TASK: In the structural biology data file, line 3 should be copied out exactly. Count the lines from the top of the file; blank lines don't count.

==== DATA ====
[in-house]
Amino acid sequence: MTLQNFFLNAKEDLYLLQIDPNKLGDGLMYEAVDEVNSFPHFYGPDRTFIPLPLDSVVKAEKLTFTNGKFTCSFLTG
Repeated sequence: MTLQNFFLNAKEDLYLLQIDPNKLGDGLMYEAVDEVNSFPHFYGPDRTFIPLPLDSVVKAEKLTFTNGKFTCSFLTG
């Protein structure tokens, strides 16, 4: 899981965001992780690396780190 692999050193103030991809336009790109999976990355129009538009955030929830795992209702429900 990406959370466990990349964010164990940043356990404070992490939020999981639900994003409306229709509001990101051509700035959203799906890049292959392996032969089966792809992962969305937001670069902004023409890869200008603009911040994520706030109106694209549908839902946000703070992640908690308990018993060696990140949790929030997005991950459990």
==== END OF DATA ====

Repeated sequence: MTLQNFFLNAKEDLYLLQIDPNKLGDGLMYEAVDEVNSFPHFYGPDRTFIPLPLDSVVKAEKLTFTNGKFTCSFLTG